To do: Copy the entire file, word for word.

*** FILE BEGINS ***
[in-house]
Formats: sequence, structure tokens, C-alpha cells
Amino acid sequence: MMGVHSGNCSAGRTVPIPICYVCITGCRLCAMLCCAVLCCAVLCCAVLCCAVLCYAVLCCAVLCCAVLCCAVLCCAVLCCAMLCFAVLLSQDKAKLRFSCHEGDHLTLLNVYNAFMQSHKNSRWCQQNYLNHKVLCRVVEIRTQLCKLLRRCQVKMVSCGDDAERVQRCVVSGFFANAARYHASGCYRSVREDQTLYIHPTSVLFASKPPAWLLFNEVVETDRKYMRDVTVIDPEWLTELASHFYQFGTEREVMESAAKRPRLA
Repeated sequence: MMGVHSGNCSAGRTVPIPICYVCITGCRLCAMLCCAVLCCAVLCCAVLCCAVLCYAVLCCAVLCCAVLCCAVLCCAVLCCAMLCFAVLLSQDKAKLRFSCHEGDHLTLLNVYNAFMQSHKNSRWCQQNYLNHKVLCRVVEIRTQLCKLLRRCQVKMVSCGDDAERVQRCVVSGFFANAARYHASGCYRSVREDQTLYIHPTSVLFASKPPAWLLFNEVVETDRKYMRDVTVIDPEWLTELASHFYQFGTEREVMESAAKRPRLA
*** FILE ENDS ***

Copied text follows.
[in-house]
Formats: sequence, structure tokens, C-alpha cells
Amino acid sequence: MMGVHSGNCSAGRTVPIPICYVCITGCRLCAMLCCAVLCCAVLCCAVLCCAVLCYAVLCCAVLCCAVLCCAVLCCAVLCCAMLCFAVLLSQDKAKLRFSCHEGDHLTLLNVYNAFMQSHKNSRWCQQNYLNHKVLCRVVEIRTQLCKLLRRCQVKMVSCGDDAERVQRCVVSGFFANAARYHASGCYRSVREDQTLYIHPTSVLFASKPPAWLLFNEVVETDRKYMRDVTVIDPEWLTELASHFYQFGTEREVMESAAKRPRLA
Repeated sequence: MMGVHSGNCSAGRTVPIPICYVCITGCRLCAMLCCAVLCCAVLCCAVLCCAVLCYAVLCCAVLCCAVLCCAVLCCAVLCCAMLCFAVLLSQDKAKLRFSCHEGDHLTLLNVYNAFMQSHKNSRWCQQNYLNHKVLCRVVEIRTQLCKLLRRCQVKMVSCGDDAERVQRCVVSGFFANAARYHASGCYRSVREDQTLYIHPTSVLFASKPPAWLLFNEVVETDRKYMRDVTVIDPEWLTELASHFYQFGTEREVMESAAKRPRLA